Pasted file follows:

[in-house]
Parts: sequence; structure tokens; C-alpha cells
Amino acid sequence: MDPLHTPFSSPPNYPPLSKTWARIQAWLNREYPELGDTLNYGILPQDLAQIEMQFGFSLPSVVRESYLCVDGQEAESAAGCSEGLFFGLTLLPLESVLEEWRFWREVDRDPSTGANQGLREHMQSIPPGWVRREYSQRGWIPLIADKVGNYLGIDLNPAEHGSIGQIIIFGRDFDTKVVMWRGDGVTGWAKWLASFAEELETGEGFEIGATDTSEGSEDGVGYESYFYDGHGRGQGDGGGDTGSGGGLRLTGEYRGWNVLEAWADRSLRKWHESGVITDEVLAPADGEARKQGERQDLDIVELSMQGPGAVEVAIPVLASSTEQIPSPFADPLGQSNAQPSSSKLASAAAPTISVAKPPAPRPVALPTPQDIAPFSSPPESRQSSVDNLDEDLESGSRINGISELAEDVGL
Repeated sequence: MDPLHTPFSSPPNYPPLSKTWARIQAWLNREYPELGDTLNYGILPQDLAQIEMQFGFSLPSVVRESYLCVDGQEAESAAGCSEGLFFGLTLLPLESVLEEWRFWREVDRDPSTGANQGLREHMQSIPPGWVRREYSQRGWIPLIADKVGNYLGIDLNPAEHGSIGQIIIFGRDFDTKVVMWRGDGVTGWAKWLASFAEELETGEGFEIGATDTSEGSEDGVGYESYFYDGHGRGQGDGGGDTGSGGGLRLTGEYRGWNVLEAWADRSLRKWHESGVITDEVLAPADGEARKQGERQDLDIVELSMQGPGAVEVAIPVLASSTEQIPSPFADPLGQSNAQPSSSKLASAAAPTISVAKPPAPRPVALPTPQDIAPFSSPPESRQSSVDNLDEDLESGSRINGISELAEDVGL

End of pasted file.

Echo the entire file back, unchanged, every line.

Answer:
[in-house]
Parts: sequence; structure tokens; C-alpha cells
Amino acid sequence: MDPLHTPFSSPPNYPPLSKTWARIQAWLNREYPELGDTLNYGILPQDLAQIEMQFGFSLPSVVRESYLCVDGQEAESAAGCSEGLFFGLTLLPLESVLEEWRFWREVDRDPSTGANQGLREHMQSIPPGWVRREYSQRGWIPLIADKVGNYLGIDLNPAEHGSIGQIIIFGRDFDTKVVMWRGDGVTGWAKWLASFAEELETGEGFEIGATDTSEGSEDGVGYESYFYDGHGRGQGDGGGDTGSGGGLRLTGEYRGWNVLEAWADRSLRKWHESGVITDEVLAPADGEARKQGERQDLDIVELSMQGPGAVEVAIPVLASSTEQIPSPFADPLGQSNAQPSSSKLASAAAPTISVAKPPAPRPVALPTPQDIAPFSSPPESRQSSVDNLDEDLESGSRINGISELAEDVGL
Repeated sequence: MDPLHTPFSSPPNYPPLSKTWARIQAWLNREYPELGDTLNYGILPQDLAQIEMQFGFSLPSVVRESYLCVDGQEAESAAGCSEGLFFGLTLLPLESVLEEWRFWREVDRDPSTGANQGLREHMQSIPPGWVRREYSQRGWIPLIADKVGNYLGIDLNPAEHGSIGQIIIFGRDFDTKVVMWRGDGVTGWAKWLASFAEELETGEGFEIGATDTSEGSEDGVGYESYFYDGHGRGQGDGGGDTGSGGGLRLTGEYRGWNVLEAWADRSLRKWHESGVITDEVLAPADGEARKQGERQDLDIVELSMQGPGAVEVAIPVLASSTEQIPSPFADPLGQSNAQPSSSKLASAAAPTISVAKPPAPRPVALPTPQDIAPFSSPPESRQSSVDNLDEDLESGSRINGISELAEDVGL